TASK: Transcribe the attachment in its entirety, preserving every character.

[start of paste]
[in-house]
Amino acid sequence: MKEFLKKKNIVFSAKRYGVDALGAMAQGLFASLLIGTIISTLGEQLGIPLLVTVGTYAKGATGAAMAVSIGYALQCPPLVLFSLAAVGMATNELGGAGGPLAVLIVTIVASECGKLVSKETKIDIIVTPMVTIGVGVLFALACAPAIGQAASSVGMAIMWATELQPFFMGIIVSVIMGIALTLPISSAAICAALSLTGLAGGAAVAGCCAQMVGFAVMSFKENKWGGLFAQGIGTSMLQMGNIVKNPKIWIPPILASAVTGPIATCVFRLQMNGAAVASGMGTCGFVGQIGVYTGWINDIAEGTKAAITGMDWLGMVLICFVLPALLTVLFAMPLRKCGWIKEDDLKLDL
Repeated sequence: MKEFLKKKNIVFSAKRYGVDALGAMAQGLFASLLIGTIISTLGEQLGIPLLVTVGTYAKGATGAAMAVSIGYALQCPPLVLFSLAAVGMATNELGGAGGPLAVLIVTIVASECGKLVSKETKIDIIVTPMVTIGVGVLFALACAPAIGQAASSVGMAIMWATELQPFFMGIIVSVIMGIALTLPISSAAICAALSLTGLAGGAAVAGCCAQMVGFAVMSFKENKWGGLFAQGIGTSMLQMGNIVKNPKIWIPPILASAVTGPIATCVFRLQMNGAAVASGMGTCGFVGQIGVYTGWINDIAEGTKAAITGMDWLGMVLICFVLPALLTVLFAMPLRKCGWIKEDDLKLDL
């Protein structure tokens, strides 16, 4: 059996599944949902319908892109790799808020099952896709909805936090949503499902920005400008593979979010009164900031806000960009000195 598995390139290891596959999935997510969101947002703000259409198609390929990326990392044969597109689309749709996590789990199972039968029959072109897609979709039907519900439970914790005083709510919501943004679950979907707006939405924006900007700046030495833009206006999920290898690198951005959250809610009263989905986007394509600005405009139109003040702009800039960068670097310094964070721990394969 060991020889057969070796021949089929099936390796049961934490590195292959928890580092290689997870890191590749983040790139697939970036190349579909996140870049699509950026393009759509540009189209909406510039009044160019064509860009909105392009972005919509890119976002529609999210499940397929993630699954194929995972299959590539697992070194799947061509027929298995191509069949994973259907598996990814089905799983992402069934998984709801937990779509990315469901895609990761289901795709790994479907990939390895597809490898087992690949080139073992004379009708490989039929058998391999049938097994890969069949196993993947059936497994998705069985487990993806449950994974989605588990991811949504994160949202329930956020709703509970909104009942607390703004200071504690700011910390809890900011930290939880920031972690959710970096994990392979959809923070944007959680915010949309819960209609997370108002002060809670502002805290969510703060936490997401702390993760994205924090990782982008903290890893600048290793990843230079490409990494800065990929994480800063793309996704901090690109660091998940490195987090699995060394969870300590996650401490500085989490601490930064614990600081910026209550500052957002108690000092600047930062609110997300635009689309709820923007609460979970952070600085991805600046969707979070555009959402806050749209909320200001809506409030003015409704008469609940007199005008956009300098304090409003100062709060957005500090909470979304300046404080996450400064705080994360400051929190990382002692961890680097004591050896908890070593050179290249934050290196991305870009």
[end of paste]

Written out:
[in-house]
Amino acid sequence: MKEFLKKKNIVFSAKRYGVDALGAMAQGLFASLLIGTIISTLGEQLGIPLLVTVGTYAKGATGAAMAVSIGYALQCPPLVLFSLAAVGMATNELGGAGGPLAVLIVTIVASECGKLVSKETKIDIIVTPMVTIGVGVLFALACAPAIGQAASSVGMAIMWATELQPFFMGIIVSVIMGIALTLPISSAAICAALSLTGLAGGAAVAGCCAQMVGFAVMSFKENKWGGLFAQGIGTSMLQMGNIVKNPKIWIPPILASAVTGPIATCVFRLQMNGAAVASGMGTCGFVGQIGVYTGWINDIAEGTKAAITGMDWLGMVLICFVLPALLTVLFAMPLRKCGWIKEDDLKLDL
Repeated sequence: MKEFLKKKNIVFSAKRYGVDALGAMAQGLFASLLIGTIISTLGEQLGIPLLVTVGTYAKGATGAAMAVSIGYALQCPPLVLFSLAAVGMATNELGGAGGPLAVLIVTIVASECGKLVSKETKIDIIVTPMVTIGVGVLFALACAPAIGQAASSVGMAIMWATELQPFFMGIIVSVIMGIALTLPISSAAICAALSLTGLAGGAAVAGCCAQMVGFAVMSFKENKWGGLFAQGIGTSMLQMGNIVKNPKIWIPPILASAVTGPIATCVFRLQMNGAAVASGMGTCGFVGQIGVYTGWINDIAEGTKAAITGMDWLGMVLICFVLPALLTVLFAMPLRKCGWIKEDDLKLDL
């Protein structure tokens, strides 16, 4: 059996599944949902319908892109790799808020099952896709909805936090949503499902920005400008593979979010009164900031806000960009000195 598995390139290891596959999935997510969101947002703000259409198609390929990326990392044969597109689309749709996590789990199972039968029959072109897609979709039907519900439970914790005083709510919501943004679950979907707006939405924006900007700046030495833009206006999920290898690198951005959250809610009263989905986007394509600005405009139109003040702009800039960068670097310094964070721990394969 060991020889057969070796021949089929099936390796049961934490590195292959928890580092290689997870890191590749983040790139697939970036190349579909996140870049699509950026393009759509540009189209909406510039009044160019064509860009909105392009972005919509890119976002529609999210499940397929993630699954194929995972299959590539697992070194799947061509027929298995191509069949994973259907598996990814089905799983992402069934998984709801937990779509990315469901895609990761289901795709790994479907990939390895597809490898087992690949080139073992004379009708490989039929058998391999049938097994890969069949196993993947059936497994998705069985487990993806449950994974989605588990991811949504994160949202329930956020709703509970909104009942607390703004200071504690700011910390809890900011930290939880920031972690959710970096994990392979959809923070944007959680915010949309819960209609997370108002002060809670502002805290969510703060936490997401702390993760994205924090990782982008903290890893600048290793990843230079490409990494800065990929994480800063793309996704901090690109660091998940490195987090699995060394969870300590996650401490500085989490601490930064614990600081910026209550500052957002108690000092600047930062609110997300635009689309709820923007609460979970952070600085991805600046969707979070555009959402806050749209909320200001809506409030003015409704008469609940007199005008956009300098304090409003100062709060957005500090909470979304300046404080996450400064705080994360400051929190990382002692961890680097004591050896908890070593050179290249934050290196991305870009």